Let’s start from the beginning: I didn’t use macports, like a lot of websites will suggest, to install FFmpeg, my computer didn’t have enough memory for all that jazz so I simply got the FFmpeg file and moved it somewhere that i could easily find it, in my home directory, and then referenced this when using it to make the new video.
With this in mind, watch this video that helped me greatly with how to do this. The number 25 related to how many frames per second and image2 simply means that it’s looking for image files. My start number is the number I wanted my video to start from within the image sequence, as I said my computer corrupted a bunch so I had to start from a little way in and then have this correlate down the images to create the file. These image files were all named as such: ‘img_00645.jpg’, ‘img_00646.jpg’, ‘img_00647.jpg’ and so on. Because of this we need to tell the computer that the image numbers are 5 digits wide and integers counting up, we do this by stating ‘%05d’ in between the image name, so overall it is ‘img_%05d.jpg’. The next part is to say what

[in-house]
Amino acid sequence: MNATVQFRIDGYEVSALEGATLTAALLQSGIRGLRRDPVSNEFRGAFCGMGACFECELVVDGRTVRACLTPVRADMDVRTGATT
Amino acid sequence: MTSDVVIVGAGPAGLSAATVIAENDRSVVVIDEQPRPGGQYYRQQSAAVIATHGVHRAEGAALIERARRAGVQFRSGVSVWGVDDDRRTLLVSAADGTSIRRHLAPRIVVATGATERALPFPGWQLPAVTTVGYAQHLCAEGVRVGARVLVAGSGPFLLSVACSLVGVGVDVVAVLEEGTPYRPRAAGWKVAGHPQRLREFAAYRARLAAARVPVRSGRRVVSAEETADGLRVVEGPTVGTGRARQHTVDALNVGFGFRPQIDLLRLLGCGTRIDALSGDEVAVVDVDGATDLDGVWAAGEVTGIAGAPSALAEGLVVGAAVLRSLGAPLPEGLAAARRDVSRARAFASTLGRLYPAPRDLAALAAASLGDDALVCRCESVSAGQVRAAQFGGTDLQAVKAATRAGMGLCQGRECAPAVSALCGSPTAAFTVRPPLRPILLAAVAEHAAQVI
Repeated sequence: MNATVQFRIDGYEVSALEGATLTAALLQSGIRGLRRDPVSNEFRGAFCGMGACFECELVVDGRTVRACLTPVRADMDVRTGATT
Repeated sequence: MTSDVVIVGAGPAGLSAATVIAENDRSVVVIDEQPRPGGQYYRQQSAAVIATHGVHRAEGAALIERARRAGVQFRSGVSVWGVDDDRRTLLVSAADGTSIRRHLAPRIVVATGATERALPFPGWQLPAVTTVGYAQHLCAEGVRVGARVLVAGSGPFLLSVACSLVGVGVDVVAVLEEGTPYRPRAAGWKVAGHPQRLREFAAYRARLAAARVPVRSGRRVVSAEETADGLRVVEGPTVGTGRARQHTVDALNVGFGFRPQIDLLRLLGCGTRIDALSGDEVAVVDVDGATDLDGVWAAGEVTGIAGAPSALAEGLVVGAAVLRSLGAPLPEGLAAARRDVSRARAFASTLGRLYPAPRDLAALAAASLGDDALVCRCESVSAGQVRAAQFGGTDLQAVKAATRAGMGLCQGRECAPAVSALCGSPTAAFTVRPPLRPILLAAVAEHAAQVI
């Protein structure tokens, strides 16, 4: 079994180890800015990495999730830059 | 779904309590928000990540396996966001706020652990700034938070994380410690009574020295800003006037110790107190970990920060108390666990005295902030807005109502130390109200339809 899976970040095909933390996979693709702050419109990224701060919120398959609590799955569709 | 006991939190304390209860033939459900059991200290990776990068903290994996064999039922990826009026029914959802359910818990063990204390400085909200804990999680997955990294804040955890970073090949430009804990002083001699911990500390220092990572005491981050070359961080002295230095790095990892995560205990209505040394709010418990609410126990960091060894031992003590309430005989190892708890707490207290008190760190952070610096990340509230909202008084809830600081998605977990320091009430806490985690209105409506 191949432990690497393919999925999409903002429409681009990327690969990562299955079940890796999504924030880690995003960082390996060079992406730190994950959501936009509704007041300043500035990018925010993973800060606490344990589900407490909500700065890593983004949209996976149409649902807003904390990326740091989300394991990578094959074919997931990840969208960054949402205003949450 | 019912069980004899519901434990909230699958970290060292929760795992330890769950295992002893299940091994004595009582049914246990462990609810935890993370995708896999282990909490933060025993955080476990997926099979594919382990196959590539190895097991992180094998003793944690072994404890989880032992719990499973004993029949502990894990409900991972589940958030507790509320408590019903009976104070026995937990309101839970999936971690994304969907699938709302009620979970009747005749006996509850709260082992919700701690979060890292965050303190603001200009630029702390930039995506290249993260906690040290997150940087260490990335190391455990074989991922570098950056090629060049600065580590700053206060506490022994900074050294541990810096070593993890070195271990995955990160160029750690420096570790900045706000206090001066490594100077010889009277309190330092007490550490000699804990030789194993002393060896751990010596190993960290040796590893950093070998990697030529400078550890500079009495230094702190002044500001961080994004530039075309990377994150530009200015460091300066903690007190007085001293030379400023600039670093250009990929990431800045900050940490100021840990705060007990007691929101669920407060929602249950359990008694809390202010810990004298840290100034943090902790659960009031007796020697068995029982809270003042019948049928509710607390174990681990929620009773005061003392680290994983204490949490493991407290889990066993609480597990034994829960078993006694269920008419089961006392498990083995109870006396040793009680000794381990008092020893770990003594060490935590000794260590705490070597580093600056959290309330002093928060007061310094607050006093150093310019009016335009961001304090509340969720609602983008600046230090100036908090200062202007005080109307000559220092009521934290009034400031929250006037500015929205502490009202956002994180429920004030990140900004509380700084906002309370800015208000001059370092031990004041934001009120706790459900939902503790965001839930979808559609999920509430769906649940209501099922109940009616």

This would have been easy peasy, if I hadn’t wanted to add audio along with it. Now, all I have to edit video is iMovie, have I explained that I have little money yet? So my initial thinking was to simply load the new video into iMovie, add my song over the top and then share it out as a new video. NOPE, NOPE, NOPE! iMovie automatically crops the video, meaning that it will work as a 360 video, but there will be a huge line appearing where the video can’t stitch together correctly because it’s been cropped. Now we have a problem….